I owe Kevin Ruck a bit of an apology...
A few weeks back he commented on this blog about Social Media in which I said that communicators were mainly standing back and waiting for the hype to clear before diving in.
And I rather missed half the point he was making.
His view is, partly, that far too much of the debate about internal social media (ISM) is dominated by the tools and the technology but I chose to react to a different aspect of his post.
But my colleague Susie Hunt has been doing some trawling around in recent weeks looking for some practical case studies to share with a client and has noticed some interesting trends in how people talk about social media.
She trawled 50 recent articles from a variety of sources in the communications field and found some striking things.
Firstly there is big issue with definition.
For example, one US study found that 70% of comms people were really getting a lot out of ISM. Really?
Actualy when you dig a little deeper they were being asked about their intranets or broadcast email practices. It's just that the researcher managed to rename these tools as ISM. I'm not about to offer a definition just yet, but if I were, I doubt it would include one-way channels even if they did have the facility for the recipents to respond a bit.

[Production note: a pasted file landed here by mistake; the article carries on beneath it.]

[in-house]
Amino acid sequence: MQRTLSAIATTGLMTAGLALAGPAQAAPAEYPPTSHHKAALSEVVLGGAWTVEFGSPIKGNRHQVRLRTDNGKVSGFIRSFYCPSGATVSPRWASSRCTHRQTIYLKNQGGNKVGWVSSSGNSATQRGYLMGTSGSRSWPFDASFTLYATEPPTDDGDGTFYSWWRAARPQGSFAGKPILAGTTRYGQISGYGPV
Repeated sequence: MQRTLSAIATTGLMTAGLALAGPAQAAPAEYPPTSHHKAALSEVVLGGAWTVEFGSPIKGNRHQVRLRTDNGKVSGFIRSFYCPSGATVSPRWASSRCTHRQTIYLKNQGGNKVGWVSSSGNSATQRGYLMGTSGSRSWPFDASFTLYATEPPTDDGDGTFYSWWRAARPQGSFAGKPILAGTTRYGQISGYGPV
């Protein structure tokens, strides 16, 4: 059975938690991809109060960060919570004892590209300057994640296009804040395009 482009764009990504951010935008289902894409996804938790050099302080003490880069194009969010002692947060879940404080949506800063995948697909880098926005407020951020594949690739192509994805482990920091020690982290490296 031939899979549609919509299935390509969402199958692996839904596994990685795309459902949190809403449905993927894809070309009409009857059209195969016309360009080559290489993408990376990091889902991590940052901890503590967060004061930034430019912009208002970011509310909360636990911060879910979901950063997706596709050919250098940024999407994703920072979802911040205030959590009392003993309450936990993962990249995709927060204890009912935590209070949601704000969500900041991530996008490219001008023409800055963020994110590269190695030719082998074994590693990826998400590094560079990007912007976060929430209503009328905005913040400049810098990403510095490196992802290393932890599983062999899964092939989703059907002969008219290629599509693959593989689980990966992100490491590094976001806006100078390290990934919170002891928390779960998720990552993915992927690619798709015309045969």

When you're a teenager you're convinced everyone is having more fun than you are - perhaps these sorts of reports are the cause of quite a lot of digital envy. In short, there are a lot of people who use the terms digital and social interchangibly; I don't think that is very helpful.
Then Susie saw that of her sample over half were focused on the technical side of things - covering the IT infrastructure, tools and software. She was looking for easy, 'this is what you have to do to get started' articles and struggled to find any.
She classified 54% as sales pitches for a product, conference, consultancy or someone's next job. Quite a few, trumpet breathlessly the amazing benefits of ISM without actually saying how the magic happens - or where it happens.
Of course there are interesting examples out there - Sylvia Cambie alerted me to a study on Simply Communicate - but so many seem to be making the same unsupported claims about what actually happens, trying to upcycle the employee directory on the intranet or asking us to believe that rebranding the email from the CEO as a blog somehow makes them ISM mavens.
What seems to be happening - and I have scant evidence for this - is that organisations who are interested in the benefits of collaboration, rapid knowledge sharing and innovation AND have a techie mindset seem to be dabbling but the rest of us?
However, I think there is no need to despair if you don't know your HTML from your SEO but want your people to collaborate/innovate/be engaged. If you have leaders who are up for it we still have things like AI, World Cafe or just doing the old face to face stuff?
So Kevin, thanks for your comments - I owe you a beer and thank you for not getting the hump - at least you didn't resort to writing anonymous letters in green ink or sending me drunken emails at 1130 on a friday night!